> > would fall under standard 3rd party communications
> > over the Part 97 Backbone.
> 
> Again, see what does the customer want/need.  This
> may vary from customer to
> customer.
> 
> > 
> > Back to the Database.  Site servers would contain
> > information for the local site.  That information
> > could then be relayed to a central database at HQ
> for
> > permanent storage.  This would be a necessary step
> to
> > prevent information being sent by non hams over
> the
> > part 97 "backbone."  The database relay would be
> > manually activiated by a Ham on duty.
> > 
> 
> Walt/K5YFW
> 
> > So, there's a rough idea of what I'm thinking of.
> > --- "Eric S. Johansson" <esj at harvee.org> wrote:
> > 
> > > Steven Phillips wrote:
> > > > I have decided to use this topic as a research
> > > project
> > > > for my sociology class.  Here's a question
> that I
> > > have
> > > > come up with.
> > > > 
> > > > In my opinion, one of the major uses of this
> type
> > > of
> > > > system would be for emergency use in disaster
> > > > situations.  With the exception of long range
> > > > communciation, is really necessary to use WiFi
> > > under
> > > > part 97?  What I"m getting at, is this.  In
> the
> > > event
> > > ...
> > > 
> > > I've often argued that the best interface for
> > > emergency communications 
> > > is a browser, and a standard e-mail client.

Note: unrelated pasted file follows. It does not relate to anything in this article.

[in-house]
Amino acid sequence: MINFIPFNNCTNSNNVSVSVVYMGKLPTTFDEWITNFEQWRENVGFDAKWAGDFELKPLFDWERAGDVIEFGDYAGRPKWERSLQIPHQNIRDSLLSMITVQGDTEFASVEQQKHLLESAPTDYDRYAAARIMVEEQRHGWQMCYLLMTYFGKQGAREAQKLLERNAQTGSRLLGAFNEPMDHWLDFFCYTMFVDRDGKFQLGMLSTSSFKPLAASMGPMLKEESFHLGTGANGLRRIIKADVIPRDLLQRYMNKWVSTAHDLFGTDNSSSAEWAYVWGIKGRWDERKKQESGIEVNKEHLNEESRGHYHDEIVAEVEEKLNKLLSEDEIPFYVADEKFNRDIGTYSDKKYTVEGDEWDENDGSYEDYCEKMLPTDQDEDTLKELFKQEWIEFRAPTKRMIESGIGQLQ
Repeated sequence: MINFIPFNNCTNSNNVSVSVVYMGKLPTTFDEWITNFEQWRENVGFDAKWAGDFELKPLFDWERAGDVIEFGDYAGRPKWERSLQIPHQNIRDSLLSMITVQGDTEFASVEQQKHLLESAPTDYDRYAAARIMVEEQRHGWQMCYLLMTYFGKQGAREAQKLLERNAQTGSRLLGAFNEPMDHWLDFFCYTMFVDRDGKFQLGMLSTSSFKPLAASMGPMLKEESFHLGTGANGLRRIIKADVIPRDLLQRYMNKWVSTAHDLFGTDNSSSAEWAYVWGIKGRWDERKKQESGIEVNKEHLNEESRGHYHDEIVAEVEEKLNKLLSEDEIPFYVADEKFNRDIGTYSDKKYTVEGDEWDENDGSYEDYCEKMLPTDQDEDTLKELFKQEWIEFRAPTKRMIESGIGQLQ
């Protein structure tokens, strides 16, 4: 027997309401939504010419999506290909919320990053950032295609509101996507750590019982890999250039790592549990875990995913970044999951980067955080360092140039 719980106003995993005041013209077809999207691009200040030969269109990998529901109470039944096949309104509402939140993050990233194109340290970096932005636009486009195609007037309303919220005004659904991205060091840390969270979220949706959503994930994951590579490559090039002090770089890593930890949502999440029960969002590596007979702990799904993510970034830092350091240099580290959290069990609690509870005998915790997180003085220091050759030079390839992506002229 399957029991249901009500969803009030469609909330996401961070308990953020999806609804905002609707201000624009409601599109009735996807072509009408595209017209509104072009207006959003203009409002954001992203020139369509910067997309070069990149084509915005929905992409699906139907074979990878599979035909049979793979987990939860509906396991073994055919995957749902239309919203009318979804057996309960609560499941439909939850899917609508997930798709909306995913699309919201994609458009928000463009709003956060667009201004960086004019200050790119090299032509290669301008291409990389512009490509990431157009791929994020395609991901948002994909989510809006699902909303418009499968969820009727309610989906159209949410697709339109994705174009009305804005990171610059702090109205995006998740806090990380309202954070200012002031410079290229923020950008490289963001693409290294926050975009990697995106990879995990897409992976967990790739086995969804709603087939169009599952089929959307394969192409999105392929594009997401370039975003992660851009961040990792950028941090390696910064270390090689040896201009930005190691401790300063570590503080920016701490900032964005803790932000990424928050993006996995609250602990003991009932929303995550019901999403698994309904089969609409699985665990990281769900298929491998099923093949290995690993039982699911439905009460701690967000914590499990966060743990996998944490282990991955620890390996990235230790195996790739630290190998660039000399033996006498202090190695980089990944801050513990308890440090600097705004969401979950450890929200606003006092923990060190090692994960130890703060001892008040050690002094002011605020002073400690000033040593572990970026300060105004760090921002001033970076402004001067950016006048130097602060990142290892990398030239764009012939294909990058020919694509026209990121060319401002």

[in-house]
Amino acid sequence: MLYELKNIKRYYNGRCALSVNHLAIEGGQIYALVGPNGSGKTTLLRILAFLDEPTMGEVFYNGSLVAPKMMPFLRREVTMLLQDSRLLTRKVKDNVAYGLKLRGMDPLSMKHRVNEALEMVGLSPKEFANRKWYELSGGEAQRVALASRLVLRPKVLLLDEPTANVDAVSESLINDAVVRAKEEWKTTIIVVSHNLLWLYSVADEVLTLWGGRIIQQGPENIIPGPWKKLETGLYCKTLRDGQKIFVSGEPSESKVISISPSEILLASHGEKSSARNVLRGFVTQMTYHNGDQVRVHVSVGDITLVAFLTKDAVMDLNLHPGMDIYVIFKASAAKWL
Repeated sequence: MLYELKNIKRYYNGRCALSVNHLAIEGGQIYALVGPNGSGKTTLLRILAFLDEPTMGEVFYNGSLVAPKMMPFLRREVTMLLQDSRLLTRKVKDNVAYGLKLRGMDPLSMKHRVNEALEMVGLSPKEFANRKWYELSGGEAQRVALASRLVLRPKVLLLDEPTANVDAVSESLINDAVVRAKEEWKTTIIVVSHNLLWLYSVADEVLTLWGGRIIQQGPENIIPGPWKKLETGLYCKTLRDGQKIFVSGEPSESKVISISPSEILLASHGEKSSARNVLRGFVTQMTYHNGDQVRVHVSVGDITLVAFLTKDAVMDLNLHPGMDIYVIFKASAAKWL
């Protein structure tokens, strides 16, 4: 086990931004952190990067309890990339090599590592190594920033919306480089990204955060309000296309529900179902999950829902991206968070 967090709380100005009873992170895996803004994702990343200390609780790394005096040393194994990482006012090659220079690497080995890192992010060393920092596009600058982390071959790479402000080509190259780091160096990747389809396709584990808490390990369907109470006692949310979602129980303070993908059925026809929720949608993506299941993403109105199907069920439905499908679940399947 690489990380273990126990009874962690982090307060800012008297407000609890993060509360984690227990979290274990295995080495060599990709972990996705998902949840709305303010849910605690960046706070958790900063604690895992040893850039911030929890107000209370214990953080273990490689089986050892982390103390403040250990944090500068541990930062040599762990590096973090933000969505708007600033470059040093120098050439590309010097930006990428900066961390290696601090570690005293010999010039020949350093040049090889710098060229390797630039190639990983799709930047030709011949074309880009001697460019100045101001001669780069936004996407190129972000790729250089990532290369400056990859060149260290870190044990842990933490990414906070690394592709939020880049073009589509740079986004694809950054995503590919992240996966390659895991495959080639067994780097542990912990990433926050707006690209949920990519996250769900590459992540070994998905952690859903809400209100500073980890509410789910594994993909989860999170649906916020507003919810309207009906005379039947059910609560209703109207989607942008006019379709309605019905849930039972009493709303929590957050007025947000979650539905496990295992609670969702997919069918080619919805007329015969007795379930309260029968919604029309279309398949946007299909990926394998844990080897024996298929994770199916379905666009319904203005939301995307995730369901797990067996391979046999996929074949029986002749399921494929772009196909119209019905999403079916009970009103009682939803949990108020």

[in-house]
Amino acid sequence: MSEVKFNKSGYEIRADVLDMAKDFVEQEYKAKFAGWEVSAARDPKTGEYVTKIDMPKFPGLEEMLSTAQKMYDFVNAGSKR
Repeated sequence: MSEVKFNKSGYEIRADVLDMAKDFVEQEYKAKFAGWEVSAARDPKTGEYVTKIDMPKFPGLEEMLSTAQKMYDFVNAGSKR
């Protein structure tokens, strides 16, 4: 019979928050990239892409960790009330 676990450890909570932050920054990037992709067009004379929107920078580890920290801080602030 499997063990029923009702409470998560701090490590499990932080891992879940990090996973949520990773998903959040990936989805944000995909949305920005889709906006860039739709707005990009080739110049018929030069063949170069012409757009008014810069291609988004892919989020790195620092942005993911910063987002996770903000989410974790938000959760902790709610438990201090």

> Which
> > > means amateur radio 
> > > becomes a pipe over which non ham originated
> > > messages pass.  Therefore, 
> > > we should concentrate on building tools that
> work
> > > with standard Internet 
> > > protocols on one side, transport messages across
> RF
> > > links, and then 
> > > interoperate with standard Internet protocols on
> the
> > > other side.  I've 
> > > often suggested that UUCP is a good conceptual
> model
> > > for this environment.
> > > 
> > > before you get your part 97 undies in a bunch,
> yes I
> > > know there are 
> > > content restrictions which I believe should be
> > > waived for the 
> > > circumstances.  One could argue for this on the
> > > grounds that we're not 
> > > providing general access, we're providing a
> publicly
> > > beneficial service 
> > > to the agencies servicing disasters zones.  One
> > > could use tiered 
> > > services to allow individuals to send "I'm alive
> and
> > > OK" messages 
> > > outside but not accept any traffic back except
> under
> > > very special 
> > > circumstances.  This traffic obviously would
> have to
> > > go through the part 
> > > 97 scrutiny process.
> > > > 
> > > > Sheesh I'm long winded. 
> > > 
> > > comes with a territory.  I've had to go to water
> > > cooled finals I talk so 
> > > much.
> > > 
> > > ---eric
> > > 
> > > -- 
> > > George Bush makes me long for the honesty of
> Richard
> > > Nixon
> > > 
> > > _______________________________________________
> > > ham-80211 mailing list
> > > ham-80211 at lists.tapr.org
> > >
> >
>
https://lists.tapr.org/cgi-bin/mailman/listinfo/ham-80211
> > > 
> > 
> > 
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> > 
> 
> 
>